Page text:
Addendum 2: A relevant Quote from Dear Susanna Ch 16.

“Perhaps the two most influential orders after the Council of Trent were the Carmelites and the Jesuits. Under the influence of St Teresa of Avila and St John of the Cross, the Dominican School of Spirituality that stressed the action of God reasserted itself. Once again the Carmelites emphasized how God acts in the spiritual life and most importantly in the deep contemplative prayer without which apostolic action soon falters. Under the influence of the Jesuits the emphasis on the need for man to co-operate with God was emphasized in a new form of ‘apostolic spirituality’, that had more influence than any other single order down to the present day.”In harness these two religious orders would have been complementary and could have brought about the renewal that the Church needed with perfect balance, but it was not to be. Sadly many would-be mystics misinterpreted the writings of St Teresa and St John falling into the heresy of Quietism. They so over-emphasized what God does, that they did virtually nothing for themselves, not even fighting against temptations. This led to gross immorality. The most infamous Quietist was a priest called Molino (b 1628), who was charged and convicted of many acts of serious sexual indecency arising from his bogus mystical teaching. Naturally the Church came down heavily on any form of Quietism. The reaction against this heresy gave way to the ‘anti-mystical witch hunts’ that suspected any form of prayer that emphasized stillness, recollection or quiet. In this climate the great Carmelite reformers became suspect and their teaching was either misunderstood or considered highly dangerous. The only safe way was the way of intensive activity both in prayer and in the apostolate. In this climate the spirituality of the new Jesuit congregation was ideally suited to take the lead. Over the subsequent centuries it did sterling work bringing about renewal in the Church. However without the emphasis that the Carmelites had once given to contemplative prayer an imbalance crept into virtually all other religious orders.

“To the present day seminaries, student houses and houses of formation still place all the practical emphasis on academic knowledge and the skills necessary for intensive apostolic endeavour, whilst preparation for prayer to contemplation is rarely if ever to be found anywhere in the official programme. This is why so few priests feel confident enough to give spiritual direction, whilst others are deceived into accepting and promoting counterfeit forms of contemplation that lead people away from the authentic tradition which should be their spiritual birthright. What we need in the church above all else is the leadership of priests and religious who are firstly taught how to receive and experience the wisdom that comes through deep contemplative prayer, and secondly the knowledge that comes through books. Then the renewal we are still waiting for will have begun in earnest and not before time!”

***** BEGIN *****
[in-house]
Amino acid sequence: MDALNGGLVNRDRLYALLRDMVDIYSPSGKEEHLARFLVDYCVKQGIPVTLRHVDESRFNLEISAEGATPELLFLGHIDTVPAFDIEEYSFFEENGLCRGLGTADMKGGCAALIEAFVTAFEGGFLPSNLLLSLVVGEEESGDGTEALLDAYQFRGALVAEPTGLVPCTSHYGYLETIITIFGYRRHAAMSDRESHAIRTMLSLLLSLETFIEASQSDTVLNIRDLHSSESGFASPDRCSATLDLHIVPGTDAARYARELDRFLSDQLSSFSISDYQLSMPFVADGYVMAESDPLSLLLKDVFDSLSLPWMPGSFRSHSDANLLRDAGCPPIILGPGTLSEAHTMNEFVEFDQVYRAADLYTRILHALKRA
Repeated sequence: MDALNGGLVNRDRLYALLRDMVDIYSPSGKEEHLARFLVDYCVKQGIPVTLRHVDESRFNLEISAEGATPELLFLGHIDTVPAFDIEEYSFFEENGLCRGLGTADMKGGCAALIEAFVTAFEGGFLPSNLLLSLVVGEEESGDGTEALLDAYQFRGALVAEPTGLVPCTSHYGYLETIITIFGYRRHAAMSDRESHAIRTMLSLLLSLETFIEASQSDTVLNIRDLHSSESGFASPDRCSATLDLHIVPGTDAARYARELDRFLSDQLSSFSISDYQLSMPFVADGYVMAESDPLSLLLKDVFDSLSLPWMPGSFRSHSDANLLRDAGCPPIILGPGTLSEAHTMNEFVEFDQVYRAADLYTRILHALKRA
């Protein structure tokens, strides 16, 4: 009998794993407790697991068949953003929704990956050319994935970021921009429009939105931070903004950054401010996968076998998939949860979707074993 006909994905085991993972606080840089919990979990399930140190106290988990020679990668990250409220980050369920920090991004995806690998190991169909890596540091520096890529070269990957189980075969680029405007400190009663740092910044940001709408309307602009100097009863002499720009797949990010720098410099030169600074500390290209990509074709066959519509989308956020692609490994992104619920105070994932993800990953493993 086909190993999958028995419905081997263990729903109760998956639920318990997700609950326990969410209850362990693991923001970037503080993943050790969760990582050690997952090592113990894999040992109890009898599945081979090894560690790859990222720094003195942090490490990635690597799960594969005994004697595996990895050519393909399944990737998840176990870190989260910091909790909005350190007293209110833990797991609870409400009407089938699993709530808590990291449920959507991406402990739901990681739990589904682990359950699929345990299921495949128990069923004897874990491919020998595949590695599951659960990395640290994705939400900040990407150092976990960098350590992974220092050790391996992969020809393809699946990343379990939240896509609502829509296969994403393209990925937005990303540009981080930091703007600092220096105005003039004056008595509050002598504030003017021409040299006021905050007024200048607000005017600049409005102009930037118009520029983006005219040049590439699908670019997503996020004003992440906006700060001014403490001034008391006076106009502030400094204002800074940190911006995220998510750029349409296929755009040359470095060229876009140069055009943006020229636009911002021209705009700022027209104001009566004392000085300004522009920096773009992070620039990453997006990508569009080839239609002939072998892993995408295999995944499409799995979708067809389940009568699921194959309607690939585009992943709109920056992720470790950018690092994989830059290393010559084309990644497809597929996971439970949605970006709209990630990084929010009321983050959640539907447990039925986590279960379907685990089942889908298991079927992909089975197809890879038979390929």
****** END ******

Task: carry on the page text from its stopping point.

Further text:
Addendum 3: Another relevant Quote from Dear Susanna Ch 46.

NB. Before reading the extract below it might be helpful to note that when the Christian tradition uses the word ‘meditation’ it means some form of prayerful reflection on the life of Christ. As love is generated, words are used less and less when this practice leads to what is called contemplation that has been defined as ‘a simple loving gaze upon God accompanied by awe’. When promoters of eastern mysticism use the word ‘meditation’, however, they refer to the technique of repeating ‘mantras’ that they believe quickly lead to an experience of God that is identical with that which is experienced in what is called Contemplation in the Christian tradition.
 Dear Susanna Ch 46. Pelagian Prayer
“Some priests and religious, who have been struck by the similarity between eastern mysticism and Christian mysticism, have imported an eastern concept of mysticism into our Western tradition. They claim that they are virtually the same and try to prove it by quoting the ‘Desert Fathers’, the ‘Eastern Hesychasts’, the ‘Cloud of Unknowing’ and other Christian mystical writers to make their point. Sadly they do not seem to understand that in the western tradition the use of what they call a ‘mantra’ is only suggested after it is evident to a competent spiritual director that a person has been drawn into ‘obscure contemplation’ and not before. After a short time it has an effect, which is exactly the opposite to that which they had promised.